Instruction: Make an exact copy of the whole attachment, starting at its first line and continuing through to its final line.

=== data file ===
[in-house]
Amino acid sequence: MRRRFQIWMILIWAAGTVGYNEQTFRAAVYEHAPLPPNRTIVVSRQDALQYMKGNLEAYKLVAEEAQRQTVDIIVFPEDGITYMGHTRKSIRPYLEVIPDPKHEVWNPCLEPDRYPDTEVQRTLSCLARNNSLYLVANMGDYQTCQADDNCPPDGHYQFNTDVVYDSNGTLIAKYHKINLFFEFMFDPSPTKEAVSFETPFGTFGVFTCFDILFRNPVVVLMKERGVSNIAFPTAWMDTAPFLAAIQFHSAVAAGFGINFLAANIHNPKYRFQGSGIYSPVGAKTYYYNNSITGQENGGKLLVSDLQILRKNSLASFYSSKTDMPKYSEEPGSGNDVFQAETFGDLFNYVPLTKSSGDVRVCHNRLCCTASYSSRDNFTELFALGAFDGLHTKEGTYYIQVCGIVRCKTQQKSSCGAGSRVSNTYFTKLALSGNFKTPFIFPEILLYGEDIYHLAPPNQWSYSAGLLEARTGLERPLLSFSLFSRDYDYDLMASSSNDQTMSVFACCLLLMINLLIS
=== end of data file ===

[in-house]
Amino acid sequence: MRRRFQIWMILIWAAGTVGYNEQTFRAAVYEHAPLPPNRTIVVSRQDALQYMKGNLEAYKLVAEEAQRQTVDIIVFPEDGITYMGHTRKSIRPYLEVIPDPKHEVWNPCLEPDRYPDTEVQRTLSCLARNNSLYLVANMGDYQTCQADDNCPPDGHYQFNTDVVYDSNGTLIAKYHKINLFFEFMFDPSPTKEAVSFETPFGTFGVFTCFDILFRNPVVVLMKERGVSNIAFPTAWMDTAPFLAAIQFHSAVAAGFGINFLAANIHNPKYRFQGSGIYSPVGAKTYYYNNSITGQENGGKLLVSDLQILRKNSLASFYSSKTDMPKYSEEPGSGNDVFQAETFGDLFNYVPLTKSSGDVRVCHNRLCCTASYSSRDNFTELFALGAFDGLHTKEGTYYIQVCGIVRCKTQQKSSCGAGSRVSNTYFTKLALSGNFKTPFIFPEILLYGEDIYHLAPPNQWSYSAGLLEARTGLERPLLSFSLFSRDYDYDLMASSSNDQTMSVFACCLLLMINLLIS